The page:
You want to rub your eyes in disbelief when you first espy the square towers and elegant ramparts of the Pyrgos Vassilissis (Queen?s Tower) in Ilion, a rather nondescript neighborhood in western Athens. More than anything, it is a reminder that however well you think you know a city, there is always something new to explore.
The Queen?s Tower is one such landmark, and the January opening of the Kentro Gis (Earth Center) in the gardens of the recently renovated castle provides a unique opportunity to discover an exciting part of Attica, in one of its biggest green spaces, the Antonis Tritsis Park.
The tower is located on a 30-hectare plot of land purchased in 1838 by Britons John Williams and George Miles in the fertile valley of the Kifissos River, which they hoped to develop into a model farm.
Their plans failed and they sought a buyer for the land. By good fortune, in 1848 Queen Amalia, renowned for exploring the city on foot or horseback, was enchanted by the area during one of her strolls and convinced King Otto to purchase it and turn it into a farm. She also wanted to build a hill to bring to seven the number of vantage points on her newly acquired expanse, and in 1854 she built her tower on her seventh hill, which also gave the area the name Eptalofos, or Seven Hills.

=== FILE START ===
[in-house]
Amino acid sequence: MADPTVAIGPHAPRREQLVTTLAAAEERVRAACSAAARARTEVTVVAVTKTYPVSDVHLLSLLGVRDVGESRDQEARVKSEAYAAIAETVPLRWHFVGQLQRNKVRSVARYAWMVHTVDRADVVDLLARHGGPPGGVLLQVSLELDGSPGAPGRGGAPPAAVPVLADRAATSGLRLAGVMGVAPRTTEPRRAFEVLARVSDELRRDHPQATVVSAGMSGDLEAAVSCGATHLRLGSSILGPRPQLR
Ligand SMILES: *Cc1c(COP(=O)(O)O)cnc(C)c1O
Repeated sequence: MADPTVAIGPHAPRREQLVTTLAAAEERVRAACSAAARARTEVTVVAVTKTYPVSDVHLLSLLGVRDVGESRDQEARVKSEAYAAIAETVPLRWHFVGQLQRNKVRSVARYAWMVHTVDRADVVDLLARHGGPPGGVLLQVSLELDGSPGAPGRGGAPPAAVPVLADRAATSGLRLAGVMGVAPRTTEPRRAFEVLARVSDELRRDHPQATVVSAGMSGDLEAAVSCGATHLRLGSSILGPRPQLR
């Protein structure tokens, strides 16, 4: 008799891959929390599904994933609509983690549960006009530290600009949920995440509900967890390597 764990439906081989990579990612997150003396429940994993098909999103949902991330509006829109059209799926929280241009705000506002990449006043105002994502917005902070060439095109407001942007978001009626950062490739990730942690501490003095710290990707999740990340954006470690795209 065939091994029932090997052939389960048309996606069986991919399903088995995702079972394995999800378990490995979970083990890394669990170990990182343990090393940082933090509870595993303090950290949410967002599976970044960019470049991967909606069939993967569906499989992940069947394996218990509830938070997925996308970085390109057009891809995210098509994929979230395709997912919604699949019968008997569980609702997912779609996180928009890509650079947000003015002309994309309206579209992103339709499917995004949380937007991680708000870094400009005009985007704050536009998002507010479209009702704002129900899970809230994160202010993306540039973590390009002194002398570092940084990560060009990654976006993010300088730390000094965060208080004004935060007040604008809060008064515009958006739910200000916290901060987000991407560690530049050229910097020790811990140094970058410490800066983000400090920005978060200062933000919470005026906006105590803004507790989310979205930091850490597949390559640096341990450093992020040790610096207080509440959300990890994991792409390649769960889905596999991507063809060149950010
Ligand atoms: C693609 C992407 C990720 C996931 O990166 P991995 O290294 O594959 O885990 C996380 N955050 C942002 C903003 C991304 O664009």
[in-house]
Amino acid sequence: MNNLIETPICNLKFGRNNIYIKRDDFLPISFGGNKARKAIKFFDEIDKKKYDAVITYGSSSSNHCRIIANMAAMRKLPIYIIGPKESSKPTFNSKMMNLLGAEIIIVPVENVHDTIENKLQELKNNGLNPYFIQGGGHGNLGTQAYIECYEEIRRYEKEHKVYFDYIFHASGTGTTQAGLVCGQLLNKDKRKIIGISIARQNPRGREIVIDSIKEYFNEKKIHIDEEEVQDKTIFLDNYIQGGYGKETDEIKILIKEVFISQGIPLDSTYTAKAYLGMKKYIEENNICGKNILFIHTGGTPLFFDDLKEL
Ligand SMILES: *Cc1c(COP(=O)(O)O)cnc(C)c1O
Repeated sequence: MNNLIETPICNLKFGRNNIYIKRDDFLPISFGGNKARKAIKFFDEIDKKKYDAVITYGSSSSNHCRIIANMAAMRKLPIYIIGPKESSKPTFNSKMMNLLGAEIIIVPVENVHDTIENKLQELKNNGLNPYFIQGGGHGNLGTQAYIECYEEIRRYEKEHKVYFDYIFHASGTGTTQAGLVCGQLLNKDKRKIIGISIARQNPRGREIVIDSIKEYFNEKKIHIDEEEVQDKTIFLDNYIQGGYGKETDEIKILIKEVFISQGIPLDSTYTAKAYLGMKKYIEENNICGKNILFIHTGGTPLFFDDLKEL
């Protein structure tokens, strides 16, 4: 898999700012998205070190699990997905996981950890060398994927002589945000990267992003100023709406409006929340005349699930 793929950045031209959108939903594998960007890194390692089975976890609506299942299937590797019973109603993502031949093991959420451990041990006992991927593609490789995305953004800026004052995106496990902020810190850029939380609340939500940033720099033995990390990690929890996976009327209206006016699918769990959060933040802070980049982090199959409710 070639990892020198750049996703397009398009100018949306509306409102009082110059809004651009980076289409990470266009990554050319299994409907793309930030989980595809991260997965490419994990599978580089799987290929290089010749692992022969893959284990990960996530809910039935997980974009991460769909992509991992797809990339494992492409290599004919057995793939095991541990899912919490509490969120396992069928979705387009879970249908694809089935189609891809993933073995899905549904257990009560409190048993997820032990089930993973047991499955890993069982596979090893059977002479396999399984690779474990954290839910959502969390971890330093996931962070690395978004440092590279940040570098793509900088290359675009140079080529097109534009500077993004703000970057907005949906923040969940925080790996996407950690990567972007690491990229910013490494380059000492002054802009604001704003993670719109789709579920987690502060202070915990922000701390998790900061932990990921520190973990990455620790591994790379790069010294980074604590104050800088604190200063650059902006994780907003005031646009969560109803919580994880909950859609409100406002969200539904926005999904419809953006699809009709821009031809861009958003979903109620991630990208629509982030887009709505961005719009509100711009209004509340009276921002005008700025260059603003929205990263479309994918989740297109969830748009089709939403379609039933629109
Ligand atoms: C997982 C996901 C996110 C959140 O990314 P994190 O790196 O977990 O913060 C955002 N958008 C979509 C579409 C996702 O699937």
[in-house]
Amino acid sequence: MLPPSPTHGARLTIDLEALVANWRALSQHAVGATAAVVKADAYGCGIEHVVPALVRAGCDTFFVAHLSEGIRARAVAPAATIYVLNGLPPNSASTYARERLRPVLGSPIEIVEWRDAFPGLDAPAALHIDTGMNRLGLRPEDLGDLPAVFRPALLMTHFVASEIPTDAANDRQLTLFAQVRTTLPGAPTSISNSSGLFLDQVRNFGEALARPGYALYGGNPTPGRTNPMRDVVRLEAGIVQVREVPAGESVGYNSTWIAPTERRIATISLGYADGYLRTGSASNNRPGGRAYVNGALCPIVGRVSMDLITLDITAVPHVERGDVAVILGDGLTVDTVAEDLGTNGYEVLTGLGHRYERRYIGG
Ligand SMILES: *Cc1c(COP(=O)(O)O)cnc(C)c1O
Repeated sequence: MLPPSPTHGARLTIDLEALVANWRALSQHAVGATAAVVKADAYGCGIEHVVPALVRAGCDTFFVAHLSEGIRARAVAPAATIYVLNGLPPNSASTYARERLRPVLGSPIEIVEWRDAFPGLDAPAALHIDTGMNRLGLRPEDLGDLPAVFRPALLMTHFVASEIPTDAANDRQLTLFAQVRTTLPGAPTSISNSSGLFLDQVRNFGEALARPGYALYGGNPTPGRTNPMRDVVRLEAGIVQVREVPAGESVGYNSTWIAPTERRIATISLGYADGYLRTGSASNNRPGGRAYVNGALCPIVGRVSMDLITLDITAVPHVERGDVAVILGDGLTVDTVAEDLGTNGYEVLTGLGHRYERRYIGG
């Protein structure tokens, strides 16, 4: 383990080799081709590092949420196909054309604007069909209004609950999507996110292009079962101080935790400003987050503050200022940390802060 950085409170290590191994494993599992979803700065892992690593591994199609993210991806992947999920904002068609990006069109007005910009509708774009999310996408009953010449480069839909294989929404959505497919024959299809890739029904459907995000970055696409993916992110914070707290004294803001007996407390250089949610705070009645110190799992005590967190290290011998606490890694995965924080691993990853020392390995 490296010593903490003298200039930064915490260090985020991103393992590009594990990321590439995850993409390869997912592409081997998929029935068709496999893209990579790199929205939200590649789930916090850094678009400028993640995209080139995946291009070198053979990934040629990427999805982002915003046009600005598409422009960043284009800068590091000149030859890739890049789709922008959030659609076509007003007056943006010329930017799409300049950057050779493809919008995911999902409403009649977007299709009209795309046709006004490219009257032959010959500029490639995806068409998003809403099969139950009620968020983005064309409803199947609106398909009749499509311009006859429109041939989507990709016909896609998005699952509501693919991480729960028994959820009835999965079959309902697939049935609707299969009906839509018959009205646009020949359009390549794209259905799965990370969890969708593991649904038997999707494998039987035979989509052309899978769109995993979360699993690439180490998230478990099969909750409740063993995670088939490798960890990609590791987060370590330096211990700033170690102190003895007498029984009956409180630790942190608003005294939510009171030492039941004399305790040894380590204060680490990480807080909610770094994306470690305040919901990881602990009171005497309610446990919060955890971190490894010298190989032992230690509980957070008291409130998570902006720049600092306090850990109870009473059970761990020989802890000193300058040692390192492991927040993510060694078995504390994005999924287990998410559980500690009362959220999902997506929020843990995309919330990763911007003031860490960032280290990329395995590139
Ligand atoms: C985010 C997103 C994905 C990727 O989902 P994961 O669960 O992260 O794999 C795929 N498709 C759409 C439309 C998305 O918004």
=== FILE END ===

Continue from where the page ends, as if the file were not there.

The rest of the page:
According to Maro Kardamitsi-Adami, an architect and author of the Greek book ?Castles of Greece? (published by Melissa and the National Historical Museum), the Queen?s Tower was designed and built by French architect Francois-Louis-Florimond Boulanger (1807-1875), who, among other important landmarks in Greece, also built what is now known as the Old Parliament on Stadiou Street. It was basically designed around an earlier castle on the location, possibly from the Venetian era.
Kardamitsi-Adami informs us that in his brief monograph ?The Queen?s Tower,? Georgios Laios explains that the decoration of the walls was inspired by Bavaria?s Hohenschwangau Castle, where Otto was born, which was much larger in size and designed by architect Domenico Quaglio for Otto?s brother, King Maximilian II of Bavaria.
Despite the difference in size, the two buildings share numerous similarities in their neo-gothic composition, such as the square towers, arched windows, the imposing grand entrance and interior features as well.
Once the tower was built, Queen Amalia ordered the farm to be developed with thousands of fruit trees, vineyards and olive groves. Today, cypresses that are over 150 years old and wonderfully preserved stables are among the most impressive outdoor elements of the estate.
The current owners of the Queen?s Tower, who declined to be named, renovated the building and revived the gardens around it, while also providing headquarters for the nonprofit environmental group Organosi Gi (Organization Earth), which established the Earth Center.
The Earth Center went into operation just a few days ago and is an environmental education center, covering 2.5 hectares and with a permanent exhibition and gardens that are open to the public. The group also holds educational activities (mostly for children, though adults are more than welcome), which will in the future extend to guided tours of the castle.
The Earth Center is open Tuesdays to Sundays from 9 a.m. to 5 p.m. To participated in a group tour, call 210.232.5380 or 210.238.8275.